Mitchell Funk is a 10 trick pony with a variety of innovated styles over a 45 year period. This is an early example of in-camera multiple exposure semi-abstraction. Pulsating rings of bold bleeding colors emerge from a central source and emanate out in concentric circles. A target shape composition is formed with the bullseye being white instead of black. The image is simultaneously flat yet dimensional. It’s visually compelling abstract composition of color evokes a Frankentahler or Louis sensibility. However, this work takes it up a notch with intense color and luminosity that can only come from a photograph . Intersecting the rings, are faintly seen horizontal clouds that run along the upper left quadrant of the image. On first sight, the viewer is not sure what is going on. The clouds define the place and give the viewer a hint of what the image is about. Yet still the image remains an enigma. It’s a portrait of a late afternoon sun. The colored rings are the result of colored gels the photographer put over the lens. This method of creating custom colored filters was pioneered by Mitchell Funk in the 1970’s. Back then, there were just so many things one could do manipulate a photograph. There was no photoshop. Funk experiment with filters. Done with a fixed focal length 50mm lens, he stepped down to f13 so not to overexpose the sun or underexpose the colored rings. The effect of the image is nothing short of hypnotic. Photograph of the sun, it’s Mitchell Funk’s dazzling take on a subject that artists have pondered since the earliest times.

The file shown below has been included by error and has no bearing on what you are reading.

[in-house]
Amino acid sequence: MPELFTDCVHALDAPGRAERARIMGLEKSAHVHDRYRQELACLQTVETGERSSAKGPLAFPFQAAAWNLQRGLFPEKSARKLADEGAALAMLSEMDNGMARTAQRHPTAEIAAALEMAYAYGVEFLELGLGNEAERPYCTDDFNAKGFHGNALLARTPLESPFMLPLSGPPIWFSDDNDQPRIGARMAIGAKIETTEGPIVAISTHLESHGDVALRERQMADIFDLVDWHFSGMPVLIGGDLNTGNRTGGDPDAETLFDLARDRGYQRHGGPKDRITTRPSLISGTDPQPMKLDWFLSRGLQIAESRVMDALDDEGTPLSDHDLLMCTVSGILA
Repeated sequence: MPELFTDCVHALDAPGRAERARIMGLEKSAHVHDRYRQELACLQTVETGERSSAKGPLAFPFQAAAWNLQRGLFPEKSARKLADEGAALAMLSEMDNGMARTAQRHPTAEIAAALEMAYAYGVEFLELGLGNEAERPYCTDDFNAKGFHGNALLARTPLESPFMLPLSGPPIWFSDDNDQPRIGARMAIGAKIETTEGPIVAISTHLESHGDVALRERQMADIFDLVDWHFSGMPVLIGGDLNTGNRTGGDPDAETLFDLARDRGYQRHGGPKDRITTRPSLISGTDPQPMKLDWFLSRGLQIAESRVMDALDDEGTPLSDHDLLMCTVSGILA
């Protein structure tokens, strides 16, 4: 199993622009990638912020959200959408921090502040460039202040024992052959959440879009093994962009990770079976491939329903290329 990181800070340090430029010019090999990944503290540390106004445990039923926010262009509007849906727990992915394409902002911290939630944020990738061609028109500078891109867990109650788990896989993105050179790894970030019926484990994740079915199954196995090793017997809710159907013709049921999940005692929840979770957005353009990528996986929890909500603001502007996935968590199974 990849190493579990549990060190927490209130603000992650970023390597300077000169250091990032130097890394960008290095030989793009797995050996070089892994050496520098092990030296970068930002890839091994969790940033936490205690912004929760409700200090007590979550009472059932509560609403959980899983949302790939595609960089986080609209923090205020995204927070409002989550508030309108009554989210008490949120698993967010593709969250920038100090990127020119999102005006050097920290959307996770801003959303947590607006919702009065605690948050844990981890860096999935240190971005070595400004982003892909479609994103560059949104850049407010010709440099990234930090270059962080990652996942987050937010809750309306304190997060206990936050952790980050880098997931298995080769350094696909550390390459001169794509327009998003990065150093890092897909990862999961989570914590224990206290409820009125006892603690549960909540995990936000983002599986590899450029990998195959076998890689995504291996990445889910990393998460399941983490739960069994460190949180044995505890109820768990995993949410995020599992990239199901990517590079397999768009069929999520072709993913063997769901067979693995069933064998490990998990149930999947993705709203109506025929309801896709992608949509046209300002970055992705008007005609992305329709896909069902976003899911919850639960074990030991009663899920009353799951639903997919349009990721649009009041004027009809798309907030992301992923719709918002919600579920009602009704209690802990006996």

Signature: Signed and dated on lower right, numbered on verso, 1/15, other size available, unframed Printed later
About Mitchell Funk
American, b. 1950